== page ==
Black and Gold Bumble Bee
Common Name: Black and Gold Bumble Bee.
Scientific Name: Bombus Auricomus.
What to look for? A rather large black and yellow bee! The Black and Gold Bumble Bee is one of the largest bumble bees in the U.S. The head is covered by mostly black hairs. The top of the head is densely pitted in the middle and smooth at the sides with a dense band of yellow hairs at the rear. They have two large compound eyes, one on each side of the head. They also have three small simple eyes (ocelli) in a triangular pattern at the top of the head between the compound eyes with the middle ocellus larger than the two lateral ones. The antennae has twelve (12) segments. The tongue is long. The thorax has three (3) short-hair segments - the first segment is yellow, the second is black, and third is black with a very narrow yellow band at the rear. The abdomen has six (6) short-hair segments - the first segment is black with some yellow hairs on the sides; the second and third segments are entirely yellow, while the remaining segments are entirely black.
Where can they be found at Carillon Stonegate Pond? Black and Gold Bumble Bees can be found during summer on Wild Bergamots and other wildflowers around Carillon Stonegate Pond.
How big are they? Black and Gold Bumble Bees are quite large. Queens are up to one (1) inch in length, while both workers and males are approximately three-quarters of an inch (0.75) in length.
What are their flight patterns? For a large bee, Black and Gold Bumble Bees are fast and reasonably agile in flight.
How else do they behave? Black and Gold Bumble Bees, like most bumble bees, are eusocial insects that live in colonies composed of a queen, workers and reproductives (males and new queens). Colonies are annual and only the new, mated queens overwinter. Black and Gold Bumble Bee activity period. Queens remain active throughout the season, while workers and males only around in the late part of the season in July and August.
What’s for dinner? The Black and Gold Bumble Bee larvae feed on pollen and nectar. Adults, like many other bees, eat nectar and pollen, while pollinating flowers in the process. They forage Wild Bergamots and horse-mints, clovers, thistles, and vetches.
Where do they take up residence? Black and Gold Bumble Bees favor the tall grass prairies and grasslands and will regularly visit floral resources in dunes, marshes, forest edges, farmland, and urban areas. These bumble bees favor the temperate region of the eastern Great Plains, the Midwest, eastern U.S., and southern Canada.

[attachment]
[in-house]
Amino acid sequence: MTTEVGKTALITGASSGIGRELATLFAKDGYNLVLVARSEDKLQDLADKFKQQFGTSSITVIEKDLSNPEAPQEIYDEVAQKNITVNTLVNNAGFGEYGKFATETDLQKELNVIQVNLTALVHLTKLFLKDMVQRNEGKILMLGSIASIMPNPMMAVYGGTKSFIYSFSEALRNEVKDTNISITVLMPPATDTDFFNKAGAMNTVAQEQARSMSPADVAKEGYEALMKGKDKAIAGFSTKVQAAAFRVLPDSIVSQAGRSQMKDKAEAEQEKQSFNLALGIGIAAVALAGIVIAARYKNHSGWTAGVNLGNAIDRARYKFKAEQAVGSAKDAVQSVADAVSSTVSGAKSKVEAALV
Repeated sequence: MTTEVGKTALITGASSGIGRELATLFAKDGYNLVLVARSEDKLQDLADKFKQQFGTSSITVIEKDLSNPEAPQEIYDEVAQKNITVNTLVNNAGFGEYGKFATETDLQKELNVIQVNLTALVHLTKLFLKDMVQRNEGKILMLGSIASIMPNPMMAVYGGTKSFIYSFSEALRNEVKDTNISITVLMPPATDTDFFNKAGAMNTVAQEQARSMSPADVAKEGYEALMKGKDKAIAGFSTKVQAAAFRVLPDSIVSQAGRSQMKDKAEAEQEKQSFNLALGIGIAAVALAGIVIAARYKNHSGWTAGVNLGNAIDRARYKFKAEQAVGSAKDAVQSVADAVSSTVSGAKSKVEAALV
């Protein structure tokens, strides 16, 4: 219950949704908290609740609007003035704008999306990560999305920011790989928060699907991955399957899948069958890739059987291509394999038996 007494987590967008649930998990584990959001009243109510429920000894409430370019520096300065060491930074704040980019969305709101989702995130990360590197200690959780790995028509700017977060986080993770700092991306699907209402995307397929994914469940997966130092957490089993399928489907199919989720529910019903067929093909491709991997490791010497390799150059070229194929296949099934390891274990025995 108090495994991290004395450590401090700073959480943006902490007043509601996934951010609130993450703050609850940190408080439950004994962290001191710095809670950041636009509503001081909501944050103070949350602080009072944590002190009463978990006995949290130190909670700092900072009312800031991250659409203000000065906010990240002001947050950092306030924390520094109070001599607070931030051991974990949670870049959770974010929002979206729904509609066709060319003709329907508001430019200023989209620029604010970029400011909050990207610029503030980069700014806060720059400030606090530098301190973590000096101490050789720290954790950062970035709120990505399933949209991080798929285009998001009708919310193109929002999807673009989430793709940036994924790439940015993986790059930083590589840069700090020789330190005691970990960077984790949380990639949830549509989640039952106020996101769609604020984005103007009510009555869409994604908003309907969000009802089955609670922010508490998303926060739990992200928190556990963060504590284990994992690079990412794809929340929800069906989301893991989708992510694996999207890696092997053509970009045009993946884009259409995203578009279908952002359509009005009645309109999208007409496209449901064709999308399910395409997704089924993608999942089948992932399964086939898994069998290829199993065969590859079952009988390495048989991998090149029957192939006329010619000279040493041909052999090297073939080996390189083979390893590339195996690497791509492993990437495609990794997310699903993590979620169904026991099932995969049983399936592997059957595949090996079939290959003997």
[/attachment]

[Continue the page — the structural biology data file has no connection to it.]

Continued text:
When and where do they breed and nest? The life cycle of the Black and Gold Bumble Bee includes egg, larva, pupa, and adult stages. Colonies are annual and only the new, mated queens overwinter. These queens emerge from hibernation in the early spring, start foraging for pollen and nectar, and begin to search for a nest site. Nests or hives are often located underground in abandoned rodent nests, or above ground in tufts of grass, old bird nests, rock piles, or cavities in dead trees. The first brood raised consists of all workers (females) – approximately thirty-five (35) in total. The workers do all the jobs of the hive except egg laying. Late in the year, both males and queens are produced. Males mate with queens in the fall.
Where do they migrate? Black and Gold Bumble Bees do not migrate. They overwinter as prepupae.
Do they make any interesting sounds? No. Although when they fly by your head, they sound like a helicopter.
Interesting Facts About the Black and Gold Bumble Bee:
A colony of Black and Gold Bumble Bees usually only comprises a queen and about 35 workers.
They are one of our largest bumble bee species.
Bumblebees are well known to engage in “buzz pollination” - an effective foraging technique in which they jiggle or sonicate the flowers to vibrate the pollen loose from the anthers.
Bumble bees forage from a diversity of plants, largely due to differences in tongue length.
For more information on Black and Gold Bumble Bees and sources of information used in this blog (these are the several of the sources that I am using to learn as I blog), please visit Michigan State Extension Plants and Animals, Missouri Department of Conservation Field Guide, Montana Field Guides, Minnesota Seasons, and University of Wisconsin Bumble Bees of Wisconsin.
The Carillon at Stonegate community is very fortunate to have a variety of wetland, forest and prairie environments conducive to a variety of birds and other wildlife, insects and plants. Our community and the Kane County Forest Preserve do an exceptional job in maintaining this natural environment – both for the benefit of the birds and wildlife and for our residents to enjoy.
Take a hike and see what you can find – and identify!